Scene: A co-worker's going-away lunch. A guy, I'll call him Ned, is rounding up suckers, er...colleagues, to indulge in something called a “fireball” (one would think the name would be warning enough). Now, Ned can sell. It's in his DNA. He coaxes and cajoles, entices, overcomes objections, etc., and the next thing I know, a Fireball is on its way down my gullet. It is the foulest thing I have ever imbibed. It ruins the rest of my day. I can't get the taste out of my mouth. I want to punch him.
Stay with me here. My point is this: Direct response television (DRTV) advertising can sell, too. “Free!” “Limited Time Offer!” or a myriad of other phrases followed by exclamation points will make the phone ring or the website light up. No doubt about it. And if that's all you're looking to do, have at it. But, you're probably not getting your money's worth.
The scope of DRTV has expanded beyond the quick sale. Done right, even the hardest hitting DRTV commercial can create a connection with consumers — not just weasel a purchase out of an unwitting viewer. Which is why, more and more, you see DRTV campaigns from Fortune 500 companies using longer length commercials to inform, educate, demonstrate and sell using highly targeted ads that appeal to the right audience, at the right place and at the right time. DRTV can create loyal customers who might even tell their friends or post a positive review online. It can do more than generate a transaction. It can help build a brand.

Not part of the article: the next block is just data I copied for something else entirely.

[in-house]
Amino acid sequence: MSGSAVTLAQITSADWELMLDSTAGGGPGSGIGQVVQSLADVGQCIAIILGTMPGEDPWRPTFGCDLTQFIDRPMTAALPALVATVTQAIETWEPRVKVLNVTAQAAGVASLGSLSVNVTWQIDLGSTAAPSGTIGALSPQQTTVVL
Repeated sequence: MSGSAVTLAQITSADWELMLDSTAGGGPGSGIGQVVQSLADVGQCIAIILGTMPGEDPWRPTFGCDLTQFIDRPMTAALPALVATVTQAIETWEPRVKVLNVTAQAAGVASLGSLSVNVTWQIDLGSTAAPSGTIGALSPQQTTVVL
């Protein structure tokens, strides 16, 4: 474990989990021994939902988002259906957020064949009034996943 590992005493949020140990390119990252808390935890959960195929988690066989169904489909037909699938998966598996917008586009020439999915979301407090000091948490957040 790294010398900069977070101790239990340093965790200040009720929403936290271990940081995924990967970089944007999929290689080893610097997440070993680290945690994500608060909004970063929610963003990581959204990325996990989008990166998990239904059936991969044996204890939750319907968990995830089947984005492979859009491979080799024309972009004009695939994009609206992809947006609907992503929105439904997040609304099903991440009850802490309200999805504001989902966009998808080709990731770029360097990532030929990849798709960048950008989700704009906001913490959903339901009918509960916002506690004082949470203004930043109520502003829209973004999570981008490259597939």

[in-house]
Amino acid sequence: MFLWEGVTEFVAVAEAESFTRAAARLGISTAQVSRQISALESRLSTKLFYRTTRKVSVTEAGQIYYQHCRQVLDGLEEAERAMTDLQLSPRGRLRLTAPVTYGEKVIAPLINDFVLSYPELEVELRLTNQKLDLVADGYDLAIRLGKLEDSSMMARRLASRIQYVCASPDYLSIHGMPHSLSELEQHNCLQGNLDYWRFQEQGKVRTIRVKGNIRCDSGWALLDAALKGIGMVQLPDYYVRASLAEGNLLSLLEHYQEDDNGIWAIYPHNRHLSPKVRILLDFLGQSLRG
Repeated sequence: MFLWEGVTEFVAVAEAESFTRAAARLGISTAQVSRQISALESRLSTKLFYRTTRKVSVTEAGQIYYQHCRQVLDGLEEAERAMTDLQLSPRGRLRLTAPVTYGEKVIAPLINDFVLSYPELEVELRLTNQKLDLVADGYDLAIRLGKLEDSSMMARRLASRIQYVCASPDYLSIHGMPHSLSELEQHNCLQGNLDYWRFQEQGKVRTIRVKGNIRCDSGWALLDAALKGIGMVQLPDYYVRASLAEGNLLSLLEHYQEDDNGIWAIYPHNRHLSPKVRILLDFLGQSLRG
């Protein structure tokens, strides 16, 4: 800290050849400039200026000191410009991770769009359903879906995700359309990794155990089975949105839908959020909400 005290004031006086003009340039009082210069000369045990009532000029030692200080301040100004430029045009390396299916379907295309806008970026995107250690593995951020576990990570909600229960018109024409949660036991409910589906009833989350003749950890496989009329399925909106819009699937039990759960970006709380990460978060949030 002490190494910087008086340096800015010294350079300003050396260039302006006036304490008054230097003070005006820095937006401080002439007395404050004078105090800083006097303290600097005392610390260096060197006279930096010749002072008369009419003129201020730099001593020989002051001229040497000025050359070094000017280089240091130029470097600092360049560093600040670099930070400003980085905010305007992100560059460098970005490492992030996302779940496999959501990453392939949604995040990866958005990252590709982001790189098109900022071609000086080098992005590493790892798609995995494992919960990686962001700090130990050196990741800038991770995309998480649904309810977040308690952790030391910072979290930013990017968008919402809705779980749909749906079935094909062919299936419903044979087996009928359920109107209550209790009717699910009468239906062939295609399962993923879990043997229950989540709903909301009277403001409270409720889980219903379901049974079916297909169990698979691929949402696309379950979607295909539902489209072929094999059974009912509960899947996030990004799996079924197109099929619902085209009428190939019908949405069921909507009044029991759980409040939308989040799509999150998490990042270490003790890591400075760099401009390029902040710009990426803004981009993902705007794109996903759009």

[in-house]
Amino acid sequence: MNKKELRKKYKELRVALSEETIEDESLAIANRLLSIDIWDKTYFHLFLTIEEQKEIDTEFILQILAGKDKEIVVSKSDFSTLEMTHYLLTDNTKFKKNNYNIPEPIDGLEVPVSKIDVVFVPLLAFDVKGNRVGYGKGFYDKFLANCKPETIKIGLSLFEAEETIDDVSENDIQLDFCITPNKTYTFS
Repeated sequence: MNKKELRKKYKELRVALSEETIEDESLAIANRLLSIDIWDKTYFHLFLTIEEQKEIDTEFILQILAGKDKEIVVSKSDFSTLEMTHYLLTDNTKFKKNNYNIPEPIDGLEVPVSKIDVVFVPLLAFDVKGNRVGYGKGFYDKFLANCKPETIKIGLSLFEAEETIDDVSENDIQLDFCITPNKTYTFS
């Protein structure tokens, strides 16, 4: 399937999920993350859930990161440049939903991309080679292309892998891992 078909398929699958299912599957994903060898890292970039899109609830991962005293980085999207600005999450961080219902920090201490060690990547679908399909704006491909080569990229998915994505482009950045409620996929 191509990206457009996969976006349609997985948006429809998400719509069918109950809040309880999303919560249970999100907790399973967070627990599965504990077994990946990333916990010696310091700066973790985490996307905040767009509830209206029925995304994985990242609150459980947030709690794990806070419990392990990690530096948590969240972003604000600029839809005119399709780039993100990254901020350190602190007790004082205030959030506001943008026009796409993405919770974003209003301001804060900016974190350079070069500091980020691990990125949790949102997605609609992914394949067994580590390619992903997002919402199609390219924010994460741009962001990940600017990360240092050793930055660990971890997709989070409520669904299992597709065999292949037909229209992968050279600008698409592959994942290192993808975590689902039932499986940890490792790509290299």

So how do you take advantage of this new and improved approach to DRTV? Three ways:
Treat viewers like educated consumers rather than gullible marks. Create a spot in which you sell via useful information and clearly articulated benefits rather than hype.
Build the brand into every creative decision. The actors, the production values and the script should all tell the brand story as well as sell the product.
Use the spot to create a long-term connection. Drive viewers to websites and social media, and add their names to the database.
Yes, like Ned, DRTV can sell like crazy. But, forget trying to simply shyster your way into a consumer's heart because, much like the Fireball, it will undoubtedly leave a bad taste in their mouth.
Originally published Sep 17, 2013 1:00:04 AM, updated December 03 2014